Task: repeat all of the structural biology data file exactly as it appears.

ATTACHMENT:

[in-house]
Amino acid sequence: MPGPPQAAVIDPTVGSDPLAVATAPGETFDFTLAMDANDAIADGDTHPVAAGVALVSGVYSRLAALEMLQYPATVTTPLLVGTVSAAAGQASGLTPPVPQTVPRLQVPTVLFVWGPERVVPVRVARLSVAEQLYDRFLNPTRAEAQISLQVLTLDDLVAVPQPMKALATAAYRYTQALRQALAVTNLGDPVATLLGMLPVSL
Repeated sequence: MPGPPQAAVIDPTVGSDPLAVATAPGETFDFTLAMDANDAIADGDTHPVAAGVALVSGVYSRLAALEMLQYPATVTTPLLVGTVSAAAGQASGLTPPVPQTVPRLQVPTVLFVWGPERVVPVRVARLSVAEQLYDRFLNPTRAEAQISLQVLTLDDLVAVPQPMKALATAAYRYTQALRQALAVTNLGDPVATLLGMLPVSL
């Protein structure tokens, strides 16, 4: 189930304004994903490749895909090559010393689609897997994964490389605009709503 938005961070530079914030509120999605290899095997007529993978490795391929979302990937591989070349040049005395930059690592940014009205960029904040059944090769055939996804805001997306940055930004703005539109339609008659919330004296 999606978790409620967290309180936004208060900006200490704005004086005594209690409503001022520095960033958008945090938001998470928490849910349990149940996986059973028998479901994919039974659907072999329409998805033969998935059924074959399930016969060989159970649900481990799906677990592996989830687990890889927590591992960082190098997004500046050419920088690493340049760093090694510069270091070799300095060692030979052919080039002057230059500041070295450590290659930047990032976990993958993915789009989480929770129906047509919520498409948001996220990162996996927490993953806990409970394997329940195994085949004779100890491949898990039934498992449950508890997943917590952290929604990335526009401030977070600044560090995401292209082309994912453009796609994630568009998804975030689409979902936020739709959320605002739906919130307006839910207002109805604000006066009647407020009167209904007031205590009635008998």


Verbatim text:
[in-house]
Amino acid sequence: MPGPPQAAVIDPTVGSDPLAVATAPGETFDFTLAMDANDAIADGDTHPVAAGVALVSGVYSRLAALEMLQYPATVTTPLLVGTVSAAAGQASGLTPPVPQTVPRLQVPTVLFVWGPERVVPVRVARLSVAEQLYDRFLNPTRAEAQISLQVLTLDDLVAVPQPMKALATAAYRYTQALRQALAVTNLGDPVATLLGMLPVSL
Repeated sequence: MPGPPQAAVIDPTVGSDPLAVATAPGETFDFTLAMDANDAIADGDTHPVAAGVALVSGVYSRLAALEMLQYPATVTTPLLVGTVSAAAGQASGLTPPVPQTVPRLQVPTVLFVWGPERVVPVRVARLSVAEQLYDRFLNPTRAEAQISLQVLTLDDLVAVPQPMKALATAAYRYTQALRQALAVTNLGDPVATLLGMLPVSL
């Protein structure tokens, strides 16, 4: 189930304004994903490749895909090559010393689609897997994964490389605009709503 938005961070530079914030509120999605290899095997007529993978490795391929979302990937591989070349040049005395930059690592940014009205960029904040059944090769055939996804805001997306940055930004703005539109339609008659919330004296 999606978790409620967290309180936004208060900006200490704005004086005594209690409503001022520095960033958008945090938001998470928490849910349990149940996986059973028998479901994919039974659907072999329409998805033969998935059924074959399930016969060989159970649900481990799906677990592996989830687990890889927590591992960082190098997004500046050419920088690493340049760093090694510069270091070799300095060692030979052919080039002057230059500041070295450590290659930047990032976990993958993915789009989480929770129906047509919520498409948001996220990162996996927490993953806990409970394997329940195994085949004779100890491949898990039934498992449950508890997943917590952290929604990335526009401030977070600044560090995401292209082309994912453009796609994630568009998804975030689409979902936020739709959320605002739906919130307006839910207002109805604000006066009647407020009167209904007031205590009635008998």